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Peter Greenaway's Prospero's Books
Discourse is ambiguous and plurivocal. Post-structuralists describe the discursive event as a site of conflict, thus offering us a way-out of so-called univocal, totalising discourse by offering a more optimistic view of the relationship between language and power. Peter Greenaway's Prospero's Books seems to be the example par excellence of their theoretical investigations. As far as my sensory experience of the film is concerned, Prospero's Books was an invitation for seeking another relationship with the discourses we employ. In the line of this invitation, all the authors have been less preoccupied in being 'true' to Greenaway, and have presented their personal 'sensory experience' of Prospero's Books. Thus, the critical essays collected here reflect and are in a way evidence of Greenaway's relocation of The Tempest along the fundamentally unstable limits between different discursive formations. It is a pity that these critical essays - contained within a linguistic code and provided but with the tools of language - cannot fully retrieve the same sensory experience of Prospero's Books. Actually, these critical essays should be offered in an interactive hypermedia environment, consisting of moving images, text, sound, music, … much in the same way Prospero's Books is considered in its allusiveness and omnipresent referentiality: a hypertext, as it were, demanding that we point our mental mouse not only at words, but at a multitude of sign systems. This will be possible perhaps in the near future. In the meantime, though, we offer you these "words, words, words …"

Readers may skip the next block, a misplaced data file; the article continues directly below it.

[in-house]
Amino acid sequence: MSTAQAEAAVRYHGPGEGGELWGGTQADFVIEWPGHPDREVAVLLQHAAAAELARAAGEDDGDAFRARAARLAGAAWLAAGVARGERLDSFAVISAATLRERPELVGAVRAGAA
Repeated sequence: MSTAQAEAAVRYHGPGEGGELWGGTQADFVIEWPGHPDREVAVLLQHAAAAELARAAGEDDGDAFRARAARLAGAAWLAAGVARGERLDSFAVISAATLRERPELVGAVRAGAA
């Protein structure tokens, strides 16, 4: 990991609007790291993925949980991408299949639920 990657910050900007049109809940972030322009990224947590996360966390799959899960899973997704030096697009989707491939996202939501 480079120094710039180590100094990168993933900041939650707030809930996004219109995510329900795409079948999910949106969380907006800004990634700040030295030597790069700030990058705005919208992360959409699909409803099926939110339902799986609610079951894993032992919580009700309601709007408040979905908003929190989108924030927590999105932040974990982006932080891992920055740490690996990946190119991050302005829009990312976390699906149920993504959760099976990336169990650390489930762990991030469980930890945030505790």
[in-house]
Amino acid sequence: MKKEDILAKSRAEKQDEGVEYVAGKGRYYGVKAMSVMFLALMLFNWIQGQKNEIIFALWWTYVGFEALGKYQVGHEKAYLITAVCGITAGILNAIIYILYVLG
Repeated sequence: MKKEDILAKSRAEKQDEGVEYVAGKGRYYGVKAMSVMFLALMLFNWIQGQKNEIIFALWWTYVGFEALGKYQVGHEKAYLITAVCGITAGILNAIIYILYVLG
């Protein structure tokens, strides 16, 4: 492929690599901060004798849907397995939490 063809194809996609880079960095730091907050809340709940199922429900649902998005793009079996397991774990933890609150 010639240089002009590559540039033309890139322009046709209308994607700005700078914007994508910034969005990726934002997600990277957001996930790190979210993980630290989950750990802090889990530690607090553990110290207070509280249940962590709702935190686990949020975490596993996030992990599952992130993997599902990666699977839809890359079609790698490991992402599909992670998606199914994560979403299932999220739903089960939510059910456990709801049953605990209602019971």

|Formaat||160 x 240 mm|